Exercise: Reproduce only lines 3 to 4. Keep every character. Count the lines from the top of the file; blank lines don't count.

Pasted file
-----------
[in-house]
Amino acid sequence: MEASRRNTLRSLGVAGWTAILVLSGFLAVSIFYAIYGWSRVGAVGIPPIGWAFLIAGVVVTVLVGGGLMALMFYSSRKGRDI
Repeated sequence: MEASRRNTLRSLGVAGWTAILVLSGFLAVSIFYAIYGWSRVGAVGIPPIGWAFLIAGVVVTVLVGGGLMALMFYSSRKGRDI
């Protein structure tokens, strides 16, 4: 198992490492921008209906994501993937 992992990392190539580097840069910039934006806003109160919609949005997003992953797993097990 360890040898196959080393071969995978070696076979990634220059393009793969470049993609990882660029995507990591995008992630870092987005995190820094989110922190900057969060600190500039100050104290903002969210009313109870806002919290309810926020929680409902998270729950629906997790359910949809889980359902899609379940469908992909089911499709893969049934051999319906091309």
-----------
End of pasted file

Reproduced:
Repeated sequence: MEASRRNTLRSLGVAGWTAILVLSGFLAVSIFYAIYGWSRVGAVGIPPIGWAFLIAGVVVTVLVGGGLMALMFYSSRKGRDI
């Protein structure tokens, strides 16, 4: 198992490492921008209906994501993937 992992990392190539580097840069910039934006806003109160919609949005997003992953797993097990 360890040898196959080393071969995978070696076979990634220059393009793969470049993609990882660029995507990591995008992630870092987005995190820094989110922190900057969060600190500039100050104290903002969210009313109870806002919290309810926020929680409902998270729950629906997790359910949809889980359902899609379940469908992909089911499709893969049934051999319906091309």